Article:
At 7:04 am on a Thursday in Tokyo, the managers of the world’s third largest stock market realized that there was a problem.
An essential data device for the company’s trading system Tokyo Stock Exchange it was not working, and the automatic backup failed. This less than an hour before the system, called Arrowhead, started processing orders in the $ 6 trillion stock market. Stock exchange officials did not find a solution.
The one-day stoppage that followed was the longest since the exchange switched to a fully electronic trading system in 1999. The event drew criticism from market participants and authorities and highlighted a vulnerability less discussed in the global financial “pipeline”: not software or security risks, but the danger when one of the hundreds of pieces of hardware that make up a trading system decides to stop trading. work.
“Stock exchanges are a crucial part of the market infrastructure, and it is unacceptable that trading opportunities are denied,” Japan’s Finance Minister Taro Aso told reporters in Tokyo. “We are dealing with machines, so it is always possible for them to break. It is necessary to create infrastructure with this possibility of failure in mind. ”
The Tokyo Stock Exchange Arrowhead system was launched with great fanfare in 2010, heralded as a modern solution after a series of disruptions to an older system created constraints for the stock market in the 2000s. The “arrow” symbolizes the speed of order processing, while the “head” suggests robustness and reliability, according to the exchange. The system of approximately 350 servers that process purchase and sale orders had some hiccups, but no major disruptions in its first decade.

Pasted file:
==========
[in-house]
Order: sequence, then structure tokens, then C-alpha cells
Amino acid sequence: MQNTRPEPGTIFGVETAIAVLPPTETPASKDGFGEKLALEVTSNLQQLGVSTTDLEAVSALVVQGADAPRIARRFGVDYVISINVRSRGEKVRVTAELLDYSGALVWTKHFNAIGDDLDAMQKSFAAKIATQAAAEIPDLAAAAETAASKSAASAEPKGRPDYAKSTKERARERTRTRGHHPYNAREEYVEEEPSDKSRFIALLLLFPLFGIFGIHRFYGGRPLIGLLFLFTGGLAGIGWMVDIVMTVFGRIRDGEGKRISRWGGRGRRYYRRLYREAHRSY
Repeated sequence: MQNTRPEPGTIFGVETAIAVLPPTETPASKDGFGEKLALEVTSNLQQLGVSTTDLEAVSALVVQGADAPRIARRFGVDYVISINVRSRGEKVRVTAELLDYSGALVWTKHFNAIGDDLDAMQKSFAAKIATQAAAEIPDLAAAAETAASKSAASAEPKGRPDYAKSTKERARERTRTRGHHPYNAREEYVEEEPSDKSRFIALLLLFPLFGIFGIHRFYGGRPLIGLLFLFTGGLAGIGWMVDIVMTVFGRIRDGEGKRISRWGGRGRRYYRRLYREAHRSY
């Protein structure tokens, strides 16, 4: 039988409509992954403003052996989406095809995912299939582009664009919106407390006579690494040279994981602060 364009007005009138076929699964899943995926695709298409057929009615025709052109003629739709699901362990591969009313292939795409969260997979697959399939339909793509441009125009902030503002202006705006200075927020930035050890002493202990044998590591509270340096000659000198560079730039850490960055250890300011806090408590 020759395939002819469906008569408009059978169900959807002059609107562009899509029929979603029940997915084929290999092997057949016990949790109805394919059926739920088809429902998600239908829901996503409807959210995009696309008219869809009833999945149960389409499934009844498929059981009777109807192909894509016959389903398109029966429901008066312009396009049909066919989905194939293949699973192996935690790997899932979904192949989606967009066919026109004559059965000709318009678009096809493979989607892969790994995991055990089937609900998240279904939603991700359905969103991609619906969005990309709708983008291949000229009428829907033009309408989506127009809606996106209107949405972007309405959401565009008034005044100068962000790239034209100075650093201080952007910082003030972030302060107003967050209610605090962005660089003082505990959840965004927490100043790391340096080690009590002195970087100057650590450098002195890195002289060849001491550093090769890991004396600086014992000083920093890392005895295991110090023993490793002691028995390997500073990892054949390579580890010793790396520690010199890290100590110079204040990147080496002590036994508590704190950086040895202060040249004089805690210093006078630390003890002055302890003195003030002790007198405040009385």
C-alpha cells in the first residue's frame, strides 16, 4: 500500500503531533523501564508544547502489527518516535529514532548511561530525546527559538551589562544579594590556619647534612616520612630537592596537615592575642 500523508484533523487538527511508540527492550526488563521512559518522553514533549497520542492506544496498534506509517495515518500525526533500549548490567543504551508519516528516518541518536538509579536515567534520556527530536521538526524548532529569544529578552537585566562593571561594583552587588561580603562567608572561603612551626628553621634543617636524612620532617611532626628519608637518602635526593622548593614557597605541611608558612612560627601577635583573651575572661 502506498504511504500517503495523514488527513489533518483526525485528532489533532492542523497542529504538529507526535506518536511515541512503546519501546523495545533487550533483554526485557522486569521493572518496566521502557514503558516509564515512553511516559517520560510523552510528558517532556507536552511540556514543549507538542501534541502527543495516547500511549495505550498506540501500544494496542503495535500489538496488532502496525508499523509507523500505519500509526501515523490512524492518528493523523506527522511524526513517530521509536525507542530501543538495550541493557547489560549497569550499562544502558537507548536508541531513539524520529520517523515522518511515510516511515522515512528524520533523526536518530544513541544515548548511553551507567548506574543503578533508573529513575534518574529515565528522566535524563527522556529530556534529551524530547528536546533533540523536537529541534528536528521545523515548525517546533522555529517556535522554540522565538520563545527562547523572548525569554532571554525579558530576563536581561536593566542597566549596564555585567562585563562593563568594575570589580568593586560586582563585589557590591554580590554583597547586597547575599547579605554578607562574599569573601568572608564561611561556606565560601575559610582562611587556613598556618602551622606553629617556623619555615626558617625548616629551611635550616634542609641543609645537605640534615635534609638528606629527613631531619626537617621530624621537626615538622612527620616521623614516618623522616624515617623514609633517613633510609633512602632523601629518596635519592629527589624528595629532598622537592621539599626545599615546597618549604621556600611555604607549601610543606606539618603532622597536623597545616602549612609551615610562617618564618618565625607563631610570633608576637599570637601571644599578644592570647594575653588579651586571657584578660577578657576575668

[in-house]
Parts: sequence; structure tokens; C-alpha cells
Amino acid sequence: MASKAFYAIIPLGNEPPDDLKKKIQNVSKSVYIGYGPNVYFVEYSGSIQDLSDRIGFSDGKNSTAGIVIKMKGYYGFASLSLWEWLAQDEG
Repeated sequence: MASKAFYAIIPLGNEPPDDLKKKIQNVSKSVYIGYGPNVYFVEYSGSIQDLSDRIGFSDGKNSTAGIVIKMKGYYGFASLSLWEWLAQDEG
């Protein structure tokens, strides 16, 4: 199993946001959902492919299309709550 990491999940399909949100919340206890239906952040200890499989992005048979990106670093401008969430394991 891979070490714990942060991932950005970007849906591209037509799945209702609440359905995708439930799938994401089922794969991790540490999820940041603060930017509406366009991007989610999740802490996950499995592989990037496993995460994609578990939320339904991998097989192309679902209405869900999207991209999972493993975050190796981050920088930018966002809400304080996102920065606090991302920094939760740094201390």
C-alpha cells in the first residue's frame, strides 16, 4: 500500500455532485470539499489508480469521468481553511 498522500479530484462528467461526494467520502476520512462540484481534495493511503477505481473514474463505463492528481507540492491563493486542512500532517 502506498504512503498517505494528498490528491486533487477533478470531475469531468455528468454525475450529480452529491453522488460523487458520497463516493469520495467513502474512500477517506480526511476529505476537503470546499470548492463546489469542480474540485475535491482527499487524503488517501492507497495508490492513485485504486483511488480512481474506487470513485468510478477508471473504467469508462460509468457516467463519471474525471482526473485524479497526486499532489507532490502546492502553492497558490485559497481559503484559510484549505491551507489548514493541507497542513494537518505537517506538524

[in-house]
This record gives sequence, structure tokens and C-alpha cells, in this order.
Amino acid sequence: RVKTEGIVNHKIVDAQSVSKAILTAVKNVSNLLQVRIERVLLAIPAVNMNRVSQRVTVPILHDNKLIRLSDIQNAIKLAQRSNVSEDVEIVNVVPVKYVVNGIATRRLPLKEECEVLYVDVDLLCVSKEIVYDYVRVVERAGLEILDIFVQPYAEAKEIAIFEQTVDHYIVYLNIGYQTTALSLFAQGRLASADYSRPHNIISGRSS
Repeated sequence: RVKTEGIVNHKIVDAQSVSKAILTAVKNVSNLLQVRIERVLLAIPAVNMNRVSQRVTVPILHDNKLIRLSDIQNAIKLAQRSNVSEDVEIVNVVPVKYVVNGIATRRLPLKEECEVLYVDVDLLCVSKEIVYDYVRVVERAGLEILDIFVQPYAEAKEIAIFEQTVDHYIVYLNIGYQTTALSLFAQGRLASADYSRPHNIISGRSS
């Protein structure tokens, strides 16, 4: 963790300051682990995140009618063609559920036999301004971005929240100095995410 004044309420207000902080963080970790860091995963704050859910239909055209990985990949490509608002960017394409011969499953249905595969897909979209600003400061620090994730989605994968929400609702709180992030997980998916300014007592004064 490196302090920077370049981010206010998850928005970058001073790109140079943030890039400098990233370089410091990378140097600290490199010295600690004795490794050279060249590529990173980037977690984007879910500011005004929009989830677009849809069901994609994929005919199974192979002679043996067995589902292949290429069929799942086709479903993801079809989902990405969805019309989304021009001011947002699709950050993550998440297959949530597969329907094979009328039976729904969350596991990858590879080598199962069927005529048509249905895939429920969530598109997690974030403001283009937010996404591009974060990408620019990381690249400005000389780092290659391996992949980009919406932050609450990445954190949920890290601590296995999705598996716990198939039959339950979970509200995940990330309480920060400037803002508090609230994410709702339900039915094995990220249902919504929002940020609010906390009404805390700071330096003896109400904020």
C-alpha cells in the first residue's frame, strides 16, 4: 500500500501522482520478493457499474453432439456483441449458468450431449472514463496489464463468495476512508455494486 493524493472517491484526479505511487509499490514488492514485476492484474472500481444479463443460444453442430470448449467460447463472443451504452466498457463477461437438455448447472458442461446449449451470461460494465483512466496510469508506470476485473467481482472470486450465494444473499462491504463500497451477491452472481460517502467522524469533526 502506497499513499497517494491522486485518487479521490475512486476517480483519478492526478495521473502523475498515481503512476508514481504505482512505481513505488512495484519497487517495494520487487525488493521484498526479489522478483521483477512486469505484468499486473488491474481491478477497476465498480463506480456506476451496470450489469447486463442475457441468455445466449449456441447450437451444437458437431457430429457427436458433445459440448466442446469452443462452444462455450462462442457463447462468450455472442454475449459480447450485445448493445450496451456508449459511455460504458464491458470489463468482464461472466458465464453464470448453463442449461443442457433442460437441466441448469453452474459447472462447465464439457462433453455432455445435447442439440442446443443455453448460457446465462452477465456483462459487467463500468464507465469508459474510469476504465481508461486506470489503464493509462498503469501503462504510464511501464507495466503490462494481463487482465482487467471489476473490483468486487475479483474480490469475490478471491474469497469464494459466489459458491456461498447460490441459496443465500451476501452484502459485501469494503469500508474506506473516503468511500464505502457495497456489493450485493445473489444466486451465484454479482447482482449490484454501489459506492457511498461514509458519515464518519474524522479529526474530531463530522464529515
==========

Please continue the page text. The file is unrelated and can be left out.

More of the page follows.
Everything changed on Thursday, when a piece of hardware called the # 1 shared disk device, one of the two square data storage boxes, detected a memory error. These devices store management data used on the servers and distribute information such as commands and identification and password combinations to endpoints that monitor trades.
It was the first time in almost fifteen years that the stock market suffered a complete halt in trading. The Tokyo Stock Exchange has a policy not to close even in natural disasters, so for many, this experience was unprecedented.
In the evening, it was announced that the exchange would resume trading on Friday. Although the incident passed without any major problems, many questions remain unanswered. One of the main ones is whether the same type of hardware failure could occur in other stock markets. For a strategist, it almost certainly could, but that’s not something to worry about.
“There is nothing exclusively Japanese about it,” said Nicholas Smith of CLSA in Tokyo. “I think we just have to put this in the ‘things happen’ box. They shouldn’t, but they happen. ”